Genetic mutation could be behind ‘aggressive’ hormone-driven ovarian cancer

A new study has identified a genetic mutation that could be linked to an aggressive type of ovarian cancer driven by hormones.

L-R: Professor Peter Fuller, Dr Simon Chu, Maria Alexiadis

A team of scientists at Hudson Institute of Medical Research, with collaborators at the Peter MacCallum Cancer Centre and the University of Western Australia, used large-scale genome sequencing to map the tumour genome of adult granulosa cell tumours of the ovary.

The results of the study by a team including Maria Alexiadis, Dr Simon Chu, Dr Dilys Leung and Professor Peter Fuller, at Hudson Institute have been published in the American Association of Cancer Research journal, Molecular Cancer Research.

Adult granulosa cell tumors of the ovary (aGCT) are uncommon, affecting approximately five per cent of all women diagnosed with ovarian cancer.

“Fortunately, unlike many other types of ovarian cancer, the majority of aGCT are diagnosed at a stage when they can still be cured by surgery, however women presenting with high-stage disease, or a recurrence, are more likely to succumb to the disease,” Ms Alexiadis said.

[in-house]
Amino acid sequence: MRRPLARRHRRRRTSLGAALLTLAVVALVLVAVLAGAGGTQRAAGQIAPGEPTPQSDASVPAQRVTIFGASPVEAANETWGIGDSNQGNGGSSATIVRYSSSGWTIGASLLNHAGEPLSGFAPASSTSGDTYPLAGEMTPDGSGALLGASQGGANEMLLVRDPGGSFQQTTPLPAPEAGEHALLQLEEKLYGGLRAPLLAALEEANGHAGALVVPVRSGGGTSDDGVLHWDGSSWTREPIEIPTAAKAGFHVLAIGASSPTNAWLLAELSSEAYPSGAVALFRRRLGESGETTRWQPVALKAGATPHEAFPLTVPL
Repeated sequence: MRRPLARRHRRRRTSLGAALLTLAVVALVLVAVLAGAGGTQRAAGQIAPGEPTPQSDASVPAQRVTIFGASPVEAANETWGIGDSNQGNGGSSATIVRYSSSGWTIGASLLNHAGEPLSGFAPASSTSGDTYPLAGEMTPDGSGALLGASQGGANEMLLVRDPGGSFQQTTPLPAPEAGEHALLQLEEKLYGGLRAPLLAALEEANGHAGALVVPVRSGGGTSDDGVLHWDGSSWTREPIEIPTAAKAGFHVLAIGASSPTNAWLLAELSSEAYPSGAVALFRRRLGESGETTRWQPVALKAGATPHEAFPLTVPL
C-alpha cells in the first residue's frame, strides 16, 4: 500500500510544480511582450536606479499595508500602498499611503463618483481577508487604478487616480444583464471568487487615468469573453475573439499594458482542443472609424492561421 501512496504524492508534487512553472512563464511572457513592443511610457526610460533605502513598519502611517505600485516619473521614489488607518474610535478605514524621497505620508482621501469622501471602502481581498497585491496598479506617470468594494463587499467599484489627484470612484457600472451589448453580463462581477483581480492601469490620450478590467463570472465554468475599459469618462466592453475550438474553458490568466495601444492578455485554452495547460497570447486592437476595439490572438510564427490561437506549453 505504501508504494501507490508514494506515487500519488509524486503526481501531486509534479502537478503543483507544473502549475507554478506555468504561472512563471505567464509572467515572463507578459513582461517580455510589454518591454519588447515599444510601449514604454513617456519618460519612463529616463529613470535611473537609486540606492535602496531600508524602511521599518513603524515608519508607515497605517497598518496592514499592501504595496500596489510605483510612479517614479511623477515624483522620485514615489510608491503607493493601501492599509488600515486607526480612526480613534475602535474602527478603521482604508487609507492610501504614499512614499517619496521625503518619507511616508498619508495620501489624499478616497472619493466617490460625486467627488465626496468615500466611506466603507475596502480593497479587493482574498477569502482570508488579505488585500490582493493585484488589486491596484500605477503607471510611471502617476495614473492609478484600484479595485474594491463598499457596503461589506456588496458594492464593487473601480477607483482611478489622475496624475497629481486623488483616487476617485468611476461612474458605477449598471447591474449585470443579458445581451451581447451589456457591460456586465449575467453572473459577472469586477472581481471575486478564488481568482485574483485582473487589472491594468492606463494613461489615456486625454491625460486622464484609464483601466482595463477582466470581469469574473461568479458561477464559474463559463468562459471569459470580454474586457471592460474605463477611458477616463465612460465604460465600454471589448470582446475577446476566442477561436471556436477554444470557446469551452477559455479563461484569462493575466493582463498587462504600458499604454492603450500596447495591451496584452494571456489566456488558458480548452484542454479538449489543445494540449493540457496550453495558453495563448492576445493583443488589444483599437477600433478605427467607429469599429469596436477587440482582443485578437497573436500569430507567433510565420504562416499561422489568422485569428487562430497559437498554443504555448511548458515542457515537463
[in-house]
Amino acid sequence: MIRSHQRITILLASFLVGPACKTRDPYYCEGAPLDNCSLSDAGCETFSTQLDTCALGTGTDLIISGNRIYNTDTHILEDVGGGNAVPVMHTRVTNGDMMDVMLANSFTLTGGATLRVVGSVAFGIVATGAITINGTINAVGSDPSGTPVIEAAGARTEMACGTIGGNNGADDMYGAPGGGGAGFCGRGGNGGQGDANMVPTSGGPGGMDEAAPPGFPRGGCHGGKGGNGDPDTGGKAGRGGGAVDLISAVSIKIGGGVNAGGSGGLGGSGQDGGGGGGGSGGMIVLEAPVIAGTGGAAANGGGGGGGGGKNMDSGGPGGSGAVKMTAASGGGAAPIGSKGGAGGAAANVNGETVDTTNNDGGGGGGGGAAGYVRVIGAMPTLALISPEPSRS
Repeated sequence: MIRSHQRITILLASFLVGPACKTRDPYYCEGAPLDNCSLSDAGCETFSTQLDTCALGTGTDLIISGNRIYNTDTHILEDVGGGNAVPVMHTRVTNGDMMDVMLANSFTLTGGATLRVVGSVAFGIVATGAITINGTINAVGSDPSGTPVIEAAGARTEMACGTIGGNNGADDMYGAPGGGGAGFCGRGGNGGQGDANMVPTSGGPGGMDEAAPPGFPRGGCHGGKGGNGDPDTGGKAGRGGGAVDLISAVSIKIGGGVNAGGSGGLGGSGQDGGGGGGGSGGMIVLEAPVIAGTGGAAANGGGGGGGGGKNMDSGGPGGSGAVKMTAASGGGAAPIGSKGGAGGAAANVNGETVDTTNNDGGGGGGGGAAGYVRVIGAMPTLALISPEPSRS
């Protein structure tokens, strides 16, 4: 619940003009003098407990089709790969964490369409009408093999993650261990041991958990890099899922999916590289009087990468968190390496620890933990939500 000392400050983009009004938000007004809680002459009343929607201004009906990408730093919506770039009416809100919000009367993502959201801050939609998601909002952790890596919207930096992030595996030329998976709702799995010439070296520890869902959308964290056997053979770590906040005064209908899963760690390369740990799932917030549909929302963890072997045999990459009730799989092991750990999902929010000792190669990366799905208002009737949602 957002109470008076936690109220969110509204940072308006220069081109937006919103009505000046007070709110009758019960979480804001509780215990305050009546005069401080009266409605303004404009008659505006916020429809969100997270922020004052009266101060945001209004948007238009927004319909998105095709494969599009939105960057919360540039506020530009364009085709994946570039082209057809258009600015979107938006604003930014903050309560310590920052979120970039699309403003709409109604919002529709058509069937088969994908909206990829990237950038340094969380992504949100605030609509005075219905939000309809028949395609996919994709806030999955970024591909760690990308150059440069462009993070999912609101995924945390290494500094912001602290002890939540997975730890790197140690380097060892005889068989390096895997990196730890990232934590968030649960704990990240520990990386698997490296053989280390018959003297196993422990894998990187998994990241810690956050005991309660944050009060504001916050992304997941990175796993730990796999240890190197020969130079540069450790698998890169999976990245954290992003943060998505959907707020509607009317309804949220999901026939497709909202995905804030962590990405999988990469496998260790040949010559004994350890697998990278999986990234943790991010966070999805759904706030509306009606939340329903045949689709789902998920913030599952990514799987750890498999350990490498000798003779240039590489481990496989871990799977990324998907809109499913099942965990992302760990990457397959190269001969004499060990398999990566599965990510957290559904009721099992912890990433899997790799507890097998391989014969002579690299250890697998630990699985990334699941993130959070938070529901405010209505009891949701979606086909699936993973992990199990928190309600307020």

Using tissue samples from women with ovarian cancer, the team ran genetic sequencing to identify which genes, or genetic mutations, were driving the aggressive or recurrent tumours.

The team found that a key genetic mutation in the telomerase gene, TERT -124C>T promoter, was present in around 40 per cent of tissue samples from women with aggressive disease, suggesting it was likely to play a role in the development of advanced stage disease.

“Further studies are needed to determine whether this TERT promoter mutation could be used as a clinical biomarker to predict women who may experience recurrence or aggressive disease,” Ms Alexiadis says.

Team: Maria Alexiadis, Peter Fuller, Simon Chu and Dilys T.H. Leung (Hudson Institute of Medical Research) Ian G Campbell, Simone M. Rowley & Kaushalya C. Amarasinghe (Peter MacCallum Cancer Centre) Colin J.R. Stewart (University of Western Australia).

This work is supported by the Ovarian Cancer Research Foundation (OCRF), Cancer Council Victoria,  the Granulosa Cell Tumor of the Ovary Foundation; the National Health & Medical Research Council of Australia and the Endocrine Society of Australia.

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